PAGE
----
Curtain Closet Cover

                          Not everyone feels their wardrobe and personal items should be on display, so if after following a step above you feel a little exposed – cover your closet. It’s as easy as getting fabric! Just pick up some curtains and rods or make a cabana. With a little bit of sweat, your wardrobe will have a place to call its own.

                          13. Did You Luck Out With A Nook? Great! Use It!

                          closet

                            If you were lucky enough to find a place with a small nook in the room, use it to your advantage. Use any of the ideas above and create the closet of your dreams.

                            Featured photo credit: Eliot’s Room/Amy Gizienski via flickr.com

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                            Last Updated on March 25, 2020

                            How to Live Longer? 21 Ways to Live a Long Life

                            How to Live Longer? 21 Ways to Live a Long Life

                            When it comes to living long, genes aren’t everything. Research has revealed a number of simple lifestyle changes you can make that could help to extend your life, and some of them may surprise you.

                            So, how to live longer? Here are 21 ways to help you live a long life

                            1. Exercise

                            It’s no secret that physical activity is good for you. Exercise helps you maintain a healthy body weight and lowers your blood pressure, both of which contribute to heart health and a reduced risk of heart disease–the top worldwide cause of death.

                            2. Drink in Moderation

                            I know you’re probably picturing a glass of red wine right now, but recent research suggests that indulging in one to three glasses of any type of alcohol every day may help to increase longevity.[1] Studies have found that heavy drinkers as well as abstainers seem to have a higher risk of early mortality than moderate drinkers.

                            3. Reduce Stress in Your Life

                            Stress causes your body to release a hormone called cortisol. At high levels, this hormone can increase blood pressure and cause storage of abdominal fat, both of which can lead to an increased risk of heart disease.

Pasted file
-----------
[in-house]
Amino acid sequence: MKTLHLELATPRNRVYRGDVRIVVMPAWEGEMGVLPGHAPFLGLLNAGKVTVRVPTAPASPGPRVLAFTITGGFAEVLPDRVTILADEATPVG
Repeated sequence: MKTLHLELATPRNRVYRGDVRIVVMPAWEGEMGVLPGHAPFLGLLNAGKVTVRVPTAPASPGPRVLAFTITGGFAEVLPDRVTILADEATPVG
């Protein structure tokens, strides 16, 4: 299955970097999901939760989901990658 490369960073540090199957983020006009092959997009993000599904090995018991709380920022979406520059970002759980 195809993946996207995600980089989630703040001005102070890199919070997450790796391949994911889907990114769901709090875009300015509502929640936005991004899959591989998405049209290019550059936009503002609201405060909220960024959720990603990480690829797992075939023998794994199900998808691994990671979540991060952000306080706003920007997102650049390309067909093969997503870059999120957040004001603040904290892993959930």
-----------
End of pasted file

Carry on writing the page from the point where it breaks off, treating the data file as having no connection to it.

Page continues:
4. Watch Less Television

                            A 2008 study found that people who watch six hours of television per day will likely die an average of 4.8 years earlier than those who don’t.[2] It also found that, after the age of 25, every hour of television watched decreases life expectancy by 22 minutes.

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                            Television promotes inactivity and disengagement from the world, both of which can shorten your lifespan.

                            5. Eat Less Red Meat

                            Red meat consumption is linked to an increased risk of heart disease and cancer.[3] Swapping out your steaks for healthy proteins, like fish, may help to increase longevity.

                            If you can’t stand the idea of a steak-free life, reducing your consumption to less than two to three servings a week can still incur health benefits.

                            6. Don’t Smoke

                            This isn’t exactly a revelation. As you probably well know, smoking significantly increases your risk of cancer.

                            7. Socialize

                            Studies suggest that having social relationships promotes longevity.[4] Although scientists are unsure of the reasons behind this, they speculate that socializing leads to increased self esteem as well as peer pressure to maintain health.

                            8. Eat Foods Rich in Omega-3 Fatty Acids

                            Omega-3 fatty acids decrease the risk of heart disease[5] and perhaps even Alzheimer’s disease.[6] Salmon and walnuts are two of the best sources of Omega-3s.

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                            9. Be Optimistic

                            Studies suggest that optimists are at a lower risk for heart disease and, generally, live longer than pessimists.[7] Researchers speculate that optimists have a healthier approach to life in general–exercising more, socializing, and actively seeking out medical advice. Thus, their risk of early mortality is lower.

                            10. Own a Pet

                            Having a furry-friend leads to decreased stress, increased immunity, and a lessened risk of heart disease.[8] Depending on the type of pet, they can also motivate you to be more active.

                            11. Drink Coffee

                            Studies have found a link between coffee consumption and longer life.[9] Although the reasons for this aren’t entirely clear, coffee’s high levels of antioxidants may play a role. Remember, though, drowning your cup of joe in sugar and whipped cream could counter whatever health benefits it may hold.

                            12. Eat Less

                            Japan has the longest average lifespan in the world, and the longest lived of the Japanese–the natives of the Ryukyu Islands–stop eating when they’re 80% full. Limiting your calorie intake means lower overall stress on the body.